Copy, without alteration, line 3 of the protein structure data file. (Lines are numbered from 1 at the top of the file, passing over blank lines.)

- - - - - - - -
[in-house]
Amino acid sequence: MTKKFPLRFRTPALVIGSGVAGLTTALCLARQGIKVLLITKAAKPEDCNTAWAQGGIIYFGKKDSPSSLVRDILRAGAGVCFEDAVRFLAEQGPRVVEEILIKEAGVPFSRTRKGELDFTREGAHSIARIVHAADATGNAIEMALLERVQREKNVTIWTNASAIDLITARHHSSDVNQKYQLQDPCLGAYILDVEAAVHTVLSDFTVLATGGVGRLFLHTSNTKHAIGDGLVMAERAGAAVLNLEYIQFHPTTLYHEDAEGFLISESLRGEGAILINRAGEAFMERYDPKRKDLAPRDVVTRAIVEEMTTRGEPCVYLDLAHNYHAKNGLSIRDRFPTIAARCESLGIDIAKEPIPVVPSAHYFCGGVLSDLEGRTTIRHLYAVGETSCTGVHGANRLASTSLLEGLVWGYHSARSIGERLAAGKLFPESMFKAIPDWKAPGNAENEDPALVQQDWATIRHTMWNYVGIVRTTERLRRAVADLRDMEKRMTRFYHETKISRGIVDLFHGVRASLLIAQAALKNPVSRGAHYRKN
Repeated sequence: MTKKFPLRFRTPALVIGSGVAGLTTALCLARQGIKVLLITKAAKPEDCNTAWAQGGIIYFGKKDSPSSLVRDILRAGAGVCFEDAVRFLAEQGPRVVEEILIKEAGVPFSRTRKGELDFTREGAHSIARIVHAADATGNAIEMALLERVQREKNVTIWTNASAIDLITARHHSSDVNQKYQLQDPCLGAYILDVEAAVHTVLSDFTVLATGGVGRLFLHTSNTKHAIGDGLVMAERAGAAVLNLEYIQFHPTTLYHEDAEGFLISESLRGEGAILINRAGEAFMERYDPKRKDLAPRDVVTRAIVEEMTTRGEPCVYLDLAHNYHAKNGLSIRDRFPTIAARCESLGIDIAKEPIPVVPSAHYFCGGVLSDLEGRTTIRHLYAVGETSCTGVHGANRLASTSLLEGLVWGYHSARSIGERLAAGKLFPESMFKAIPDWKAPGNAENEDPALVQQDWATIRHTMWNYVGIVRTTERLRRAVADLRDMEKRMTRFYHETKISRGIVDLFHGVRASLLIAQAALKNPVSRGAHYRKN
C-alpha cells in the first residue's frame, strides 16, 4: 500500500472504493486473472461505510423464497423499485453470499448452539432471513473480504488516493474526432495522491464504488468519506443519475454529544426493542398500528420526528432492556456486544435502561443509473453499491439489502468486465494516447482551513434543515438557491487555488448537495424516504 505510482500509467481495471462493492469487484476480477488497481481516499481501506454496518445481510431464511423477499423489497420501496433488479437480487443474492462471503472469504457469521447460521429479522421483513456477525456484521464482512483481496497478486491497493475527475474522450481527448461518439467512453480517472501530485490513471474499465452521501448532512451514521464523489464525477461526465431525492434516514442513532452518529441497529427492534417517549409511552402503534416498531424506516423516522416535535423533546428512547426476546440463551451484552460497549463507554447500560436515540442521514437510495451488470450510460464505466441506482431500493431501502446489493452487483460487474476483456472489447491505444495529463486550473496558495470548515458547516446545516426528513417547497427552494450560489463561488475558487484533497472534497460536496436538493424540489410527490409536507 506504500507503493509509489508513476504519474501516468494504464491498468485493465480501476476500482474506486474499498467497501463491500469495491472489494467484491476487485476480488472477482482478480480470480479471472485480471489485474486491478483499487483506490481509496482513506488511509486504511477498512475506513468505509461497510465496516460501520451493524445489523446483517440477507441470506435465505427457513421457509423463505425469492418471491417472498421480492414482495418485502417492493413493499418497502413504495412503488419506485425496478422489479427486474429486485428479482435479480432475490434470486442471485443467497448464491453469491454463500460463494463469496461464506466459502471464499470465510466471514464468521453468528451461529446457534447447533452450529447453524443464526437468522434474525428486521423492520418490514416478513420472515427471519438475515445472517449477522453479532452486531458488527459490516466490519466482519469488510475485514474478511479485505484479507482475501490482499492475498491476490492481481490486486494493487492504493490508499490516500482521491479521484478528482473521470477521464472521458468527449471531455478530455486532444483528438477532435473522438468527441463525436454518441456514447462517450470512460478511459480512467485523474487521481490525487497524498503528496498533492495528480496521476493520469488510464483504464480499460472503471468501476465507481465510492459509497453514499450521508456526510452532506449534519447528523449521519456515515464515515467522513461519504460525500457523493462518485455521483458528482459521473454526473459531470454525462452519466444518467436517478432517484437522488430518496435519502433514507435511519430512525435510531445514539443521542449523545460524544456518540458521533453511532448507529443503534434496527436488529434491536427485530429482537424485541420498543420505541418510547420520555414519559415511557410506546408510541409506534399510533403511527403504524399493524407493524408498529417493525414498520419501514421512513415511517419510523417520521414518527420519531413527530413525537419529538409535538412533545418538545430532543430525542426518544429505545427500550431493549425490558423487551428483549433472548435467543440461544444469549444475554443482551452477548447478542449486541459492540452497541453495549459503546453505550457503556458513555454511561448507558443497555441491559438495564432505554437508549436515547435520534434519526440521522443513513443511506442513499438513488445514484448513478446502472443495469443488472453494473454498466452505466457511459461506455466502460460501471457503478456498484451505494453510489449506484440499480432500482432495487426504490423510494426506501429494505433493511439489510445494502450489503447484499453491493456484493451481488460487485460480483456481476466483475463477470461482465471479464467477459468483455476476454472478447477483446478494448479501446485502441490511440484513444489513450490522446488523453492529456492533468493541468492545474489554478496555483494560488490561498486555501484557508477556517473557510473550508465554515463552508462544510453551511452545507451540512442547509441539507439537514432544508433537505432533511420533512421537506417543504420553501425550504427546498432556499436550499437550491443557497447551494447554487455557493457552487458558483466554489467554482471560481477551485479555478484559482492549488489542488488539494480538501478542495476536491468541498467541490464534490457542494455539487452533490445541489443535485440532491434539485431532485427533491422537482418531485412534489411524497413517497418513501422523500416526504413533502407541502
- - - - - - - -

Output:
Repeated sequence: MTKKFPLRFRTPALVIGSGVAGLTTALCLARQGIKVLLITKAAKPEDCNTAWAQGGIIYFGKKDSPSSLVRDILRAGAGVCFEDAVRFLAEQGPRVVEEILIKEAGVPFSRTRKGELDFTREGAHSIARIVHAADATGNAIEMALLERVQREKNVTIWTNASAIDLITARHHSSDVNQKYQLQDPCLGAYILDVEAAVHTVLSDFTVLATGGVGRLFLHTSNTKHAIGDGLVMAERAGAAVLNLEYIQFHPTTLYHEDAEGFLISESLRGEGAILINRAGEAFMERYDPKRKDLAPRDVVTRAIVEEMTTRGEPCVYLDLAHNYHAKNGLSIRDRFPTIAARCESLGIDIAKEPIPVVPSAHYFCGGVLSDLEGRTTIRHLYAVGETSCTGVHGANRLASTSLLEGLVWGYHSARSIGERLAAGKLFPESMFKAIPDWKAPGNAENEDPALVQQDWATIRHTMWNYVGIVRTTERLRRAVADLRDMEKRMTRFYHETKISRGIVDLFHGVRASLLIAQAALKNPVSRGAHYRKN